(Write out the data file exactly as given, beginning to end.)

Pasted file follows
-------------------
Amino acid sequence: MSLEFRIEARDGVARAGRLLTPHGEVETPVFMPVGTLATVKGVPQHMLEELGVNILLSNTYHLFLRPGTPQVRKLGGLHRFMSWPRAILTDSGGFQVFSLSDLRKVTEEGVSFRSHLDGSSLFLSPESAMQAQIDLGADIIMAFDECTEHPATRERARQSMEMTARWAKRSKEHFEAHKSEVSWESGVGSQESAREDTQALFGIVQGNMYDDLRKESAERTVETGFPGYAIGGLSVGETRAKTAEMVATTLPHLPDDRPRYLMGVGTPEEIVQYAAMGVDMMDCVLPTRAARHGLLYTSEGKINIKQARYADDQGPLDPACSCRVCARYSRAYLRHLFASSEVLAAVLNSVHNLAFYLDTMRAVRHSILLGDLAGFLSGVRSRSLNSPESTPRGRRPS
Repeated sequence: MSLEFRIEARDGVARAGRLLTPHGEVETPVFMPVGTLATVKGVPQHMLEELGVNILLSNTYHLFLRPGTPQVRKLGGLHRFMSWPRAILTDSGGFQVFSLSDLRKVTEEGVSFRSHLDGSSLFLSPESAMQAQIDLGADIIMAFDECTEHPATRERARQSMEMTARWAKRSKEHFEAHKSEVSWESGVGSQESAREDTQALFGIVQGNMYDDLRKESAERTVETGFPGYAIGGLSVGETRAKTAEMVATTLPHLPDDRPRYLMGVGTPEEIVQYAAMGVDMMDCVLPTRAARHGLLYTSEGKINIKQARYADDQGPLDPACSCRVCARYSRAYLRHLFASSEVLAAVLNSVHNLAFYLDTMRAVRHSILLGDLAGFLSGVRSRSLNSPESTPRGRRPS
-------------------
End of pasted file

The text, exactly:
Amino acid sequence: MSLEFRIEARDGVARAGRLLTPHGEVETPVFMPVGTLATVKGVPQHMLEELGVNILLSNTYHLFLRPGTPQVRKLGGLHRFMSWPRAILTDSGGFQVFSLSDLRKVTEEGVSFRSHLDGSSLFLSPESAMQAQIDLGADIIMAFDECTEHPATRERARQSMEMTARWAKRSKEHFEAHKSEVSWESGVGSQESAREDTQALFGIVQGNMYDDLRKESAERTVETGFPGYAIGGLSVGETRAKTAEMVATTLPHLPDDRPRYLMGVGTPEEIVQYAAMGVDMMDCVLPTRAARHGLLYTSEGKINIKQARYADDQGPLDPACSCRVCARYSRAYLRHLFASSEVLAAVLNSVHNLAFYLDTMRAVRHSILLGDLAGFLSGVRSRSLNSPESTPRGRRPS
Repeated sequence: MSLEFRIEARDGVARAGRLLTPHGEVETPVFMPVGTLATVKGVPQHMLEELGVNILLSNTYHLFLRPGTPQVRKLGGLHRFMSWPRAILTDSGGFQVFSLSDLRKVTEEGVSFRSHLDGSSLFLSPESAMQAQIDLGADIIMAFDECTEHPATRERARQSMEMTARWAKRSKEHFEAHKSEVSWESGVGSQESAREDTQALFGIVQGNMYDDLRKESAERTVETGFPGYAIGGLSVGETRAKTAEMVATTLPHLPDDRPRYLMGVGTPEEIVQYAAMGVDMMDCVLPTRAARHGLLYTSEGKINIKQARYADDQGPLDPACSCRVCARYSRAYLRHLFASSEVLAAVLNSVHNLAFYLDTMRAVRHSILLGDLAGFLSGVRSRSLNSPESTPRGRRPS